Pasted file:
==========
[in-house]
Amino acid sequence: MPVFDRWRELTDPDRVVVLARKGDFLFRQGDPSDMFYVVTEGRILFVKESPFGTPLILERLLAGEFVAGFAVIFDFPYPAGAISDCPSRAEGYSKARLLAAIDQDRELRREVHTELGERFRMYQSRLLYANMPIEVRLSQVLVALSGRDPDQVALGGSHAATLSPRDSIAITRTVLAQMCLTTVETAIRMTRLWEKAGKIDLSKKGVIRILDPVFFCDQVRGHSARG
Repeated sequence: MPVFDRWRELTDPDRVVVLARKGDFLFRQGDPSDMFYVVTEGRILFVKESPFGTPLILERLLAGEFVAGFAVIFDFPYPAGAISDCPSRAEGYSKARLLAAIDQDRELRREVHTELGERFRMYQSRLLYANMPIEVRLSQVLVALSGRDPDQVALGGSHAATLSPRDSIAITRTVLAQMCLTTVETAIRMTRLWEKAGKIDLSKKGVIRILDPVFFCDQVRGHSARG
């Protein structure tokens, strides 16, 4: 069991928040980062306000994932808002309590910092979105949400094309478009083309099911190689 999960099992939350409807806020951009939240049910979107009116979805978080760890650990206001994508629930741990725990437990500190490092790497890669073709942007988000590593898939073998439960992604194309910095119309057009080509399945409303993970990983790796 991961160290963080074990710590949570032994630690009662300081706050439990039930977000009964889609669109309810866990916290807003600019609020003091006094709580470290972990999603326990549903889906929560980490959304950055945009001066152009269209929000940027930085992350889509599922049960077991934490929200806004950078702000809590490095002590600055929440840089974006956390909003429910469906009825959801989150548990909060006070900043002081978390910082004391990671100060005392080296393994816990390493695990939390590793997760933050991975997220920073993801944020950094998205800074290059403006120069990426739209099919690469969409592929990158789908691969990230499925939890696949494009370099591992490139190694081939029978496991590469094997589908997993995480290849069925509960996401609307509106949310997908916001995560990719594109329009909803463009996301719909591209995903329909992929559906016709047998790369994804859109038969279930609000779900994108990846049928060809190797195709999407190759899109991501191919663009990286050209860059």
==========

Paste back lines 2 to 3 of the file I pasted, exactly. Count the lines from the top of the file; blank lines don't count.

Amino acid sequence: MPVFDRWRELTDPDRVVVLARKGDFLFRQGDPSDMFYVVTEGRILFVKESPFGTPLILERLLAGEFVAGFAVIFDFPYPAGAISDCPSRAEGYSKARLLAAIDQDRELRREVHTELGERFRMYQSRLLYANMPIEVRLSQVLVALSGRDPDQVALGGSHAATLSPRDSIAITRTVLAQMCLTTVETAIRMTRLWEKAGKIDLSKKGVIRILDPVFFCDQVRGHSARG
Repeated sequence: MPVFDRWRELTDPDRVVVLARKGDFLFRQGDPSDMFYVVTEGRILFVKESPFGTPLILERLLAGEFVAGFAVIFDFPYPAGAISDCPSRAEGYSKARLLAAIDQDRELRREVHTELGERFRMYQSRLLYANMPIEVRLSQVLVALSGRDPDQVALGGSHAATLSPRDSIAITRTVLAQMCLTTVETAIRMTRLWEKAGKIDLSKKGVIRILDPVFFCDQVRGHSARG